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Chapter 23, 'Legacy'

Chapter 23, ‘Legacy’


At the time of her death Mizuko had twenty-six grandchildren and twenty (the number grew to a total of forty in the ensuing years) great grand-children. She was survived by four sons: Takuma Henry (Mikako) of Monterey Park, California, Jiro Sam (Masaye) of San Gabriel, California, Kaworu Carl (Mieko Louise) of Minneapolis, Minnesota, and James Yoshito (Margaret) of San Jose, California; two daughters, Yoshiko (Isamu) Hasegawa of San Ysidro, California, and Ayako (Edward) Machida of West Covina, California; and two step-daughters, Chiyoko Matsushima of Nishinomiya, Japan and Shigeko Oshiba of San Jose, California.


In 1987, a year after Mizuko died, her eldest son Takuma Henry returned to Japan for the first time in sixty years to retrieve the ashes of his father: Kazuichi Nomura, Mizuko’s late husband. After Kazuichi’s death in 1930, his eldest daughter Chiyoko had been the custodian of the urn containing his ashes (see ‘The Fire Woman Burns through Life’ in the Appendix to see why Chiyoko had her father’s funerary urn).


Henry decided to retrieve his father's ashes and reunite them with those of his recently interred mother. When he returned to America, he put them in the Nomura family crypt at the Evergreen Cemetery in East Los Angeles. Fatefully, Mizuko’s troublesome, mercurial, and enigmatic long-dead husband rejoined her in death.


Mizuko was renown for her humility, shunning the limelight whenever possible. She would have scoffed at the notion that she was in any way responsible for a legacy of achievement. But if it were not for her tenacity in raising her children well in the face of tremendous hardship, the Nomura family would not be what it is today.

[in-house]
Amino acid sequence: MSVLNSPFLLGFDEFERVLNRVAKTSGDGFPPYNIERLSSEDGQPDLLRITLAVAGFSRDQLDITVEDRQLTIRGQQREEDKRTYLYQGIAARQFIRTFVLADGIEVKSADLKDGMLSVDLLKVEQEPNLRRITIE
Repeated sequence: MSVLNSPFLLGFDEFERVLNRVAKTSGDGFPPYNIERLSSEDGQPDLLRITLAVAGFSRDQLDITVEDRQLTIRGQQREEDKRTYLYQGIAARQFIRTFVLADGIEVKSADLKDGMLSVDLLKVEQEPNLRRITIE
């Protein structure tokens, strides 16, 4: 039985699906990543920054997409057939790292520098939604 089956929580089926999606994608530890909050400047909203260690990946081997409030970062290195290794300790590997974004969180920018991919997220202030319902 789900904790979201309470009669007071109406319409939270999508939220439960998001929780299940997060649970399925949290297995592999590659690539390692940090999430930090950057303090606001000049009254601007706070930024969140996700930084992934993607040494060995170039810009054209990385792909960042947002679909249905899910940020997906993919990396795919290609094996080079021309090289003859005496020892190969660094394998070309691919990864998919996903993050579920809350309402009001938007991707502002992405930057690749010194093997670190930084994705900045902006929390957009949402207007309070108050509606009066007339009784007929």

Her work ethic and kindness were second to none. When asked later in life about her hopes for her children and what they might accomplish she said, “They did OK. None of them ended up in jail.”


That humorous understatement completely belies what her family has been able to achieve. In the years following her death. Her children, their children, and their children’s children have far exceeded her minimal expectations.


Her descendants include artists, writers, scientists, programmers, engineers, teachers, counselors, businessmen and women, university professors, doctors, and many other productive members of society. No one, as of yet (knock on wood) has ended up in jail.


Each owes a substantial portion of their inherited sense of gaman, the ability to persevere to Mizuko Nomura. Mizuko’s ability to telling a compelling story has been passed on as well. The author is only one of many of her progeny that love telling and hearing a good tale.


Mizuko Takahashi Nomura was a seemingly ordinary person who met the challenges of being a woman, a mother, an immigrant, and a racial minority during a tumultuous and defining period in U.S. and Japanese history. She did so through a series of actions that feel extraordinary and larger-than-life.


But Mizuko was never one to call attention to herself, doing only ”what needs to be done” regardless of the circumstances or consequences, with humility and grace. Her sense of humor and compassion for others allowed her and her family to not only ‘stay out of jail’ but to maintain a healthy perspective on life, its trials, and its blessings. Like many immigrants before and since, Mizuko had an indelible influence on her family and friends, and by extension, her adopted country.


end of Chapter 23, 'Legacy' and the final chapter in 'Standing Tall: The Extra/Ordinary Life of Mizuko Takahashi Nomura'

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